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Alaska Legalizes Pot,
Crime Explodes in Anchorage
 
Violent crime increased 34% in Anchorage during the first six months Alaska legalized marijuana, according to FBI statistics for the first half of 2015. Aggravated assaults increased 32%, while the murder rate exploded 167%, compared to the first six months of 2014. Similar trends were seen in Denver and Seattle.
 
Read story here.
 
Illegal Marijuana, Violent Crimes Grow
in Sacramento Neighborhoods

Marijuana for medical use is legal in California, but there is so much money to be made, people are growing marijuana indoors in residential neighborhoods. Sacramento police raided a home in February and found the body of one of the growers. Another home on the same street was raided last week and officers found another illegal grow inside.
 
“The people tending the indoor grows have been shot, beat up, and killed,” said one officer.
 
Last year, Sacramento police seized more than 6,000 pounds of marijuana, compared to 2,334 pounds in 2014 and 1,019 pounds the year before. The sheriff’s department helps conduct raids in the city—and seized 70,000 pounds of illegal pot in 2015.
 
Read story here.
 
Pot Legalization Hasn’t Done Anything to
Shrink the Racial Gap in Drug Arrests
 
African Americans in legalization states continue to be arrested at higher rates than people of other races, according to a new study. The study compared marijuana arrest data before and after Colorado and Washington State legalized marijuana in 2012. Between 2008 and 2014, arrest rates dramatically decreased 90 percent in Washington and 60 percent in Colorado. But African American rates were double that of others in both states.
 
Read story here. Read study here.
 
Ohio AG Issues Fourth Rejection
to Medical Marijuana Group
 
Ohio’s Attorney General rejected a medical marijuana ballot initiative for the fourth time. The initiative, sponsored by a group called Ohio Medical Cannabis Care LLC, contained inconsistencies throughout the proposed amendment.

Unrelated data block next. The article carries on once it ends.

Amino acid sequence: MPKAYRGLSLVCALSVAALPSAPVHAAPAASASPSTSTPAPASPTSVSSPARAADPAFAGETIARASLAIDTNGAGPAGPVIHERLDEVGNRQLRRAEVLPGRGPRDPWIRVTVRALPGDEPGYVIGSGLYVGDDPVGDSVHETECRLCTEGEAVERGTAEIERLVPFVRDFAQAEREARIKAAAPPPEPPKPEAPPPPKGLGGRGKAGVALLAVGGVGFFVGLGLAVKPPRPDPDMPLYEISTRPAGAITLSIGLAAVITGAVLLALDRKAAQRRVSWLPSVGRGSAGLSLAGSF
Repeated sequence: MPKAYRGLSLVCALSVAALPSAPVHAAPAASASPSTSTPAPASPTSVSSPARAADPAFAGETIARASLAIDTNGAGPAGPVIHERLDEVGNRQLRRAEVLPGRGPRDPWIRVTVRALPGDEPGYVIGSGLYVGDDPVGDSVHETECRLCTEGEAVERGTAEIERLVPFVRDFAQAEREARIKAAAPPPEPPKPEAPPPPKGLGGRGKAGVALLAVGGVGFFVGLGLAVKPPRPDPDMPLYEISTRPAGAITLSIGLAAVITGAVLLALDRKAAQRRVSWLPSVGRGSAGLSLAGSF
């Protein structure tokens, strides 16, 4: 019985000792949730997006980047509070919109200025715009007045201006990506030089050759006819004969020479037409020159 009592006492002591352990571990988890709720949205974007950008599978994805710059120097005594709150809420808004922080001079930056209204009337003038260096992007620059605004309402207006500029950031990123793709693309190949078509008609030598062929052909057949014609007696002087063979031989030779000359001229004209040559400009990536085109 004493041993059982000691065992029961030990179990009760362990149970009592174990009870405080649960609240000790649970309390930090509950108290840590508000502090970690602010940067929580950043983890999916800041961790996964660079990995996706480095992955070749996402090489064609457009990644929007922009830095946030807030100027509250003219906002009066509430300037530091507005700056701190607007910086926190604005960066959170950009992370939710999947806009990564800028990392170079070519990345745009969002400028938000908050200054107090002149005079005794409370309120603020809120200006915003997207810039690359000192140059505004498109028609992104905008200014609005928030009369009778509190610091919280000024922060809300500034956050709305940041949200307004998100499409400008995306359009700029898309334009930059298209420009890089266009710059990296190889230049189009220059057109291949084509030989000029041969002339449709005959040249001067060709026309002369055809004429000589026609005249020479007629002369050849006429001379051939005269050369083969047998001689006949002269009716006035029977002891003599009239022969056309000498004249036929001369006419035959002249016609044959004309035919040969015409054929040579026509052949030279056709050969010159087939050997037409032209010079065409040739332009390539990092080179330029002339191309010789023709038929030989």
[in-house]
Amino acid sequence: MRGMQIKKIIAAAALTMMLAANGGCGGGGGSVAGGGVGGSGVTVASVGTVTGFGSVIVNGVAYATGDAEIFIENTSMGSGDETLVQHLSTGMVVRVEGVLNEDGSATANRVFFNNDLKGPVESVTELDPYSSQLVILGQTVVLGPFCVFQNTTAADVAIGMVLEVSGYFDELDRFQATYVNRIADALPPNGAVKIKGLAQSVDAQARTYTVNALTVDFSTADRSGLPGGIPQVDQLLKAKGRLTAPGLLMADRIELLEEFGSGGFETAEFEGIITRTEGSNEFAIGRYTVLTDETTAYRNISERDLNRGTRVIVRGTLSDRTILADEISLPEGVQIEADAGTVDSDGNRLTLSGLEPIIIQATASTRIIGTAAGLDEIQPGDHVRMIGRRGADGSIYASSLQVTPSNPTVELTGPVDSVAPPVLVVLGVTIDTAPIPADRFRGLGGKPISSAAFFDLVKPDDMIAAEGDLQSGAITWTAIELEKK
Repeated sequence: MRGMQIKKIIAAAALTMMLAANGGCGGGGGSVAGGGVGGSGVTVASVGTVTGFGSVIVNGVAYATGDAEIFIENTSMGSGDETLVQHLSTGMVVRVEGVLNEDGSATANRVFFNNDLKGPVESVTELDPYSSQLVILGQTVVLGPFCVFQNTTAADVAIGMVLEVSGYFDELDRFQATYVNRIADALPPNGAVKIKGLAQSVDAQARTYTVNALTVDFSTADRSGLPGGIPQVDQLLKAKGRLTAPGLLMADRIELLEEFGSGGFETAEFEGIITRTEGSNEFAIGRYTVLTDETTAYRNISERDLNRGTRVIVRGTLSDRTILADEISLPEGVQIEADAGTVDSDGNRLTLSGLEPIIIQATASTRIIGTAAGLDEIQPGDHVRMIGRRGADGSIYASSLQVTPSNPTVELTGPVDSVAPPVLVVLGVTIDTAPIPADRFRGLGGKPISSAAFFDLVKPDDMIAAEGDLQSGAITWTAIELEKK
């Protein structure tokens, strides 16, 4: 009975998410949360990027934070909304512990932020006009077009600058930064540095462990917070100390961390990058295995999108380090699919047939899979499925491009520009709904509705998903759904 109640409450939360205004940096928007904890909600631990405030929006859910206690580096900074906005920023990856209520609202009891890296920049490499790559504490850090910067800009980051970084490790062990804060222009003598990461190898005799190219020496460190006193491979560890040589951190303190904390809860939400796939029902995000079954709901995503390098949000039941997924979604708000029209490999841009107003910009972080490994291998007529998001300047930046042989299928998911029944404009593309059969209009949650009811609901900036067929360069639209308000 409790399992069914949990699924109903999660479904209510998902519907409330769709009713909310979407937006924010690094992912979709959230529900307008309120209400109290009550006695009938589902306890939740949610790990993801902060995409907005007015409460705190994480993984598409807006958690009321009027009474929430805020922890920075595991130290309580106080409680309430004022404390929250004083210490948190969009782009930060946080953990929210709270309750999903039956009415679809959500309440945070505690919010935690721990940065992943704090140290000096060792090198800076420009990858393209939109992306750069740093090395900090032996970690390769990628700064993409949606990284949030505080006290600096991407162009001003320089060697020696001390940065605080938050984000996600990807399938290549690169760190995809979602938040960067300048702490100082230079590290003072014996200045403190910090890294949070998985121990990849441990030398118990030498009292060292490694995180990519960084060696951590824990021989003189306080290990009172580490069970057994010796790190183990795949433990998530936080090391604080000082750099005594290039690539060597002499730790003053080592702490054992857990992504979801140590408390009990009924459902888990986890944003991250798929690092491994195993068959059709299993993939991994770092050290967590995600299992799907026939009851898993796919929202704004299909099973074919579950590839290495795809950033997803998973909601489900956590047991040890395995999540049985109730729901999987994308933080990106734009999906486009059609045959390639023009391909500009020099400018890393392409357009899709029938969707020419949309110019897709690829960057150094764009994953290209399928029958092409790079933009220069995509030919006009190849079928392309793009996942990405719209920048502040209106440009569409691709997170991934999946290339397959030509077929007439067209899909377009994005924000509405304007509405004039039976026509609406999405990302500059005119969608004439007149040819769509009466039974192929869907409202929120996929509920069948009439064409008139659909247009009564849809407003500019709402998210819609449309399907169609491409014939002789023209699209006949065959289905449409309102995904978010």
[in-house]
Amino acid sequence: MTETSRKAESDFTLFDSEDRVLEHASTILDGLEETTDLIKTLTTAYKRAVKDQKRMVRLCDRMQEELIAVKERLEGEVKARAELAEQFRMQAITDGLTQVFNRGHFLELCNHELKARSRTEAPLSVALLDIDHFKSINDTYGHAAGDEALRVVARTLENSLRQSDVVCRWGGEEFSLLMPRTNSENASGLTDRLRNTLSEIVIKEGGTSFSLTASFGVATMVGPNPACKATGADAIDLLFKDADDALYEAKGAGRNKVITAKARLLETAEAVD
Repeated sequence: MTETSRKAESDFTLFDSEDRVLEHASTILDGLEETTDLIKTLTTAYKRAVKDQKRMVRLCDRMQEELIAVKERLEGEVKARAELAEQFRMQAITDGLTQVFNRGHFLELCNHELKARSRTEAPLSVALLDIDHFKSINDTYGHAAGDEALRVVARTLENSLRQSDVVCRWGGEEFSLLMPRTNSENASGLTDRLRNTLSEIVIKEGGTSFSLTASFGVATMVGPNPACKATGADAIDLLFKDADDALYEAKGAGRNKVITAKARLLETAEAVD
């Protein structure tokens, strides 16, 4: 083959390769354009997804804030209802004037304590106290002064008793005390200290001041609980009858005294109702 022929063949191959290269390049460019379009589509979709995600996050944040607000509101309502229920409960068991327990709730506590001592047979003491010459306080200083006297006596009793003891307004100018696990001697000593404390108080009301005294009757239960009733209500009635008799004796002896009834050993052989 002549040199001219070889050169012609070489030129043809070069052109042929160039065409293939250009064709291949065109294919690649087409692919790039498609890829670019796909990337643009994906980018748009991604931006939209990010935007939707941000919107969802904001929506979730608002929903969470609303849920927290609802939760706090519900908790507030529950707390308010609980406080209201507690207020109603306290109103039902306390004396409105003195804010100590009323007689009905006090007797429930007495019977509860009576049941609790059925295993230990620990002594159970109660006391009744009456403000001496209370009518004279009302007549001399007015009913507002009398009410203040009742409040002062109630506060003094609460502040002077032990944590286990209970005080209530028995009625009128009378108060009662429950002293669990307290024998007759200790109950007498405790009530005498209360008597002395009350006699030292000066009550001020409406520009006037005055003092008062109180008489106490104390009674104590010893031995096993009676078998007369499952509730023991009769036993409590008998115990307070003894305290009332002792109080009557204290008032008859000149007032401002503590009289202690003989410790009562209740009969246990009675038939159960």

Read story here.
 
High Times and Sparks & Honey
Team Up to Help Reposition Marijuana

An Effort to Change the Way the
Marketing World Looks at Cannabis

A partnership between the two groups has been created “to help tell the evolving story of marijuana to brands, consumers, and the advertising industry.” The purpose is to reposition the way consumers and the ad world look at the drug in order to break the taboo. The goal of the endeavor is to encourage mainstream advertisers to “figure out how they can engage with cannabis consumers in an authentic way.”

Read story here.
The Marijuana Report is a weekly e-newsletter produced by National Families in Action in partnership with SAM (Smart Approaches to Marijuana). Subscribe to The Marijuana Report and visit our website, The Marijuana Report.Org, to learn more about the marijuana story unfolding across the nation.

About National Families in Action (NFIA)
NFIA consists of families, scientists, business leaders, physicians, addiction specialists, policymakers, and others committed to protecting children from addictive drugs. Our vision is:
  • Healthy, drug-free kids
  • Nurturing, addiction-free families
  • Scientifically accurate information and education
  • A nation free of Big Marijuana
  • Smart, safe, FDA-approved medicines developed from the cannabis plant (and other plants) 
  • Expanded access to medicines in FDA clinical trials for children with epilepsy

About SAM (Smart Approaches to Marijuana) 

SAM is a nonpartisan alliance of lawmakers, scientists and other concerned citizens who want to move beyond simplistic discussions of "incarceration versus legalization" when discussing marijuana use and instead focus on practical changes in marijuana policy that neither demonizes users nor legalizes the drug. SAM supports a treatment, health-first marijuana policy. 

SAM has four main goals: 
  • To inform public policy with the science of today's marijuana.
  • To reduce the unintended consequences of current marijuana policies, such as lifelong stigma due to arrest.
  • To prevent the establishment of "Big Marijuana" - and a 21st-Century tobacco industry that would market marijuana to children.
  • To promote research of marijuana's medical properties and produce, non-smoked, non-psychoactive pharmacy-attainable medications.
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